Everyday we live in a world where we must adapt to atmospheric elements that have an effect on our daily routine (like this past weekend in Toronto). We take out our shades when it’s sunny, throw on a sweater when its a little windy and throw out the ever reliable umbrella when it rains. From solar panels used to harness those rays of sunshine to massive wind turbines to convert the wind into a renewable energy source, our civilization has learned to adapt to the elements and harness their natural power.
Using this philosophy, Ryszard Rychlicki and Agnieszka Nowak, Polish Architectual Students of H3AR (a previously talked about group here at Vidafine), developed the ‘capture the rain’ skyscraper. This building has a roof and external shell made up of a gutter system that aims at collecting as much rainwater as possible (The average daily consumption of water per person reaches 150 litres of a day – which includes water for showering, washing hands, toilet water, drinking water, and cooking water). Of the 150 litres, 85 litres (just over 50%) can be replaced with rainwater – a staggering fact that we as socially aware individuals should look more closely at. When over a billion people worldwide lack clean drinking water, how can we sit on our hands and simply flush our toilets with water that is cleaner than the drinking water that a significant portion of our world consumes? Coupled with the fact that since 1900, the consumption of water in the Western world has increased by 1000% and individuals in North America consume five times more water than people in developing countries, we should celebrate the efforts of architects who formulate brave new designs focusing on combining sustainability efforts and modern design.
Designers are often focusing on compact objects that provide a wide range of functionality. The Swiss army knife is a knife but also a spoon. The iPhone is an iPod but also a phone. The ‘capture the rain’ skyscraper is a beautiful architectural building but also a rainwater collector. It only makes sense and a judging committee thought so too, awarding the architects a special mention for their proposal into the 2010 Skyscraper Competition.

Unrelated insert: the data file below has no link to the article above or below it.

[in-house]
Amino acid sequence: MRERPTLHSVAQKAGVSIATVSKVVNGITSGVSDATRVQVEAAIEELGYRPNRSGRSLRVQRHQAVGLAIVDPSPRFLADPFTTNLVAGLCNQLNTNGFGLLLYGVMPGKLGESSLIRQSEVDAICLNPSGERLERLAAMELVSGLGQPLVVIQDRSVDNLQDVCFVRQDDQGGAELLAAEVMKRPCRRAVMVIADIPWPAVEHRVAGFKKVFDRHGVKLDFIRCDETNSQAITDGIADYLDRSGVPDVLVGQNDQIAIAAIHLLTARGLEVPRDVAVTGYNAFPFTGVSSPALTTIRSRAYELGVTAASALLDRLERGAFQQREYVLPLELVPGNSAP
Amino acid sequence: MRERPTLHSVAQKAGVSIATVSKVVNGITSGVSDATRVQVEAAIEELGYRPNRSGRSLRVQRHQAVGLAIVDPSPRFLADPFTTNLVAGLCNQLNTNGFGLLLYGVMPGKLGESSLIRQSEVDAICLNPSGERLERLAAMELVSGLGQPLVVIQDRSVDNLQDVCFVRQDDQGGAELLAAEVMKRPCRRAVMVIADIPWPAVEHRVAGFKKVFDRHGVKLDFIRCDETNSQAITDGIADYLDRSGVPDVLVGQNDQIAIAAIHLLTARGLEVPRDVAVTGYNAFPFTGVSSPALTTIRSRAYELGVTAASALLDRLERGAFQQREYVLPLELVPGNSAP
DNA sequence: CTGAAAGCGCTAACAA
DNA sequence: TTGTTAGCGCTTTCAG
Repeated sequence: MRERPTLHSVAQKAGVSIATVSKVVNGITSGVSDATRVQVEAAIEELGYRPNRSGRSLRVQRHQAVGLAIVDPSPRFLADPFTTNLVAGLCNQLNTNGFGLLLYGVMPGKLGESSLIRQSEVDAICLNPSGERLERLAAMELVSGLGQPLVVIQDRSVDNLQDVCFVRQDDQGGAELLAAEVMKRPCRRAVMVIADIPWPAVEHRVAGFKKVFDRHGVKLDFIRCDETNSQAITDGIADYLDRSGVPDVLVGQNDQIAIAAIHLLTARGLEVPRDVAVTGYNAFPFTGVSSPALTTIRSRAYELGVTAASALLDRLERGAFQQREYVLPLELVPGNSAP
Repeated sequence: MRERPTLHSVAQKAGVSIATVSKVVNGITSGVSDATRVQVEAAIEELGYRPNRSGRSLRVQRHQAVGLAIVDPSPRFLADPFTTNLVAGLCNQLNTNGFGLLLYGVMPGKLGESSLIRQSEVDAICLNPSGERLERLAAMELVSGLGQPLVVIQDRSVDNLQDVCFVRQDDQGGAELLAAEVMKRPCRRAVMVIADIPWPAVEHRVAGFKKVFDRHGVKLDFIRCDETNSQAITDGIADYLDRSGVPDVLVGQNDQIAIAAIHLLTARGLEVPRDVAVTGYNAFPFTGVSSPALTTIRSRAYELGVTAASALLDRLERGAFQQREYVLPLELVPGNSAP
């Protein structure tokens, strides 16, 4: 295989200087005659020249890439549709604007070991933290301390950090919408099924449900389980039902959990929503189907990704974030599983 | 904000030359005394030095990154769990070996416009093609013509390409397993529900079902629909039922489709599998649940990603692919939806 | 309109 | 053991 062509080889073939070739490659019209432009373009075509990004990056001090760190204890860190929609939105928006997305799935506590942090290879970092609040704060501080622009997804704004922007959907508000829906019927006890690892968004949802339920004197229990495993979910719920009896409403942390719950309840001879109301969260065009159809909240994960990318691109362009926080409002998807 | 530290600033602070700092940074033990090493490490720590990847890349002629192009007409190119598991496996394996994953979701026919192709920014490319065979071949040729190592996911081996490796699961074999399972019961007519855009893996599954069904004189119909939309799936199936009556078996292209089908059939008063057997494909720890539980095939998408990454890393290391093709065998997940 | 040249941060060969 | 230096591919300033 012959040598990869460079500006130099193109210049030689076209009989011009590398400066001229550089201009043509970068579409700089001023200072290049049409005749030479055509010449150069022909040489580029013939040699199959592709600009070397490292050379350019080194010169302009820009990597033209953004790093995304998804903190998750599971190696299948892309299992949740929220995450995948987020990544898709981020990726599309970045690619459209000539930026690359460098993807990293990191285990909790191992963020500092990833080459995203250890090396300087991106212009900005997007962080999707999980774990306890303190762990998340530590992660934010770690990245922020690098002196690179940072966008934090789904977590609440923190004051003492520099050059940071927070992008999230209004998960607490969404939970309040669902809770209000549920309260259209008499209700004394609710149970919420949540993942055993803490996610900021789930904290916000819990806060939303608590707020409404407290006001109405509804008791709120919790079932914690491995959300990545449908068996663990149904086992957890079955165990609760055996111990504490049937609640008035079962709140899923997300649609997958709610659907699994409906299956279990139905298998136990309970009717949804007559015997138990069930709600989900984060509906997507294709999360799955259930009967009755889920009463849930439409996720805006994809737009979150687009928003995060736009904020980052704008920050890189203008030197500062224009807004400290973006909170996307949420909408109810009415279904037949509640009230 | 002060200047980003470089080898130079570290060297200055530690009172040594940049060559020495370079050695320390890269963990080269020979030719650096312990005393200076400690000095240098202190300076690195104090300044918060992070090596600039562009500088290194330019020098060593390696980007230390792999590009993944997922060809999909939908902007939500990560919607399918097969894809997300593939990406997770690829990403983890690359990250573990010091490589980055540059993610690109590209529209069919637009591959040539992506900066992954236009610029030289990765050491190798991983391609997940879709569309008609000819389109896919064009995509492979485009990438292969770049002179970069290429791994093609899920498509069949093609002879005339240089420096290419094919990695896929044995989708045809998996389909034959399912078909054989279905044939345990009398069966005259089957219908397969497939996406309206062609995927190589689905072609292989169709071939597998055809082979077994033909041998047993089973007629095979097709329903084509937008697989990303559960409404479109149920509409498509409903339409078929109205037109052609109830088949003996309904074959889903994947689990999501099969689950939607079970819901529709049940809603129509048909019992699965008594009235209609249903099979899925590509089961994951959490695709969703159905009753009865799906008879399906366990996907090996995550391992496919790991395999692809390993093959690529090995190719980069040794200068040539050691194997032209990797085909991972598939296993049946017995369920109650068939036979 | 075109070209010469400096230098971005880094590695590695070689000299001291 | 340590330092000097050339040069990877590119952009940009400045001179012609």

The difficulty in seeing such proposals come to realization, much like many things in life, comes to a budgetary concern. Investment in such a building, I would imagine, would be hefty and the trade off of spending dollars on a rain collector skyscraper versus a typical cookie cutter skyscraper design must be weighty enough to be even considered. However, understanding that tenants would save tremendously in water bills (Breaking News: Rainwater is free…for now) in the long run might have construction companies take a closer look at such a design. While investment might come at a heavy price, we are investing not only in our environment, but in our future.
If we had more buildings designed in such a fashion, perhaps we’d stop singing “rain, rain go away, don’t come back til’ another day“ and start doing more rain dances instead. In the meantime we’ll have to stick with the singing, but it’s great to see architects really take a look at incorporated sustainable efforts in their designs. What do YOU think?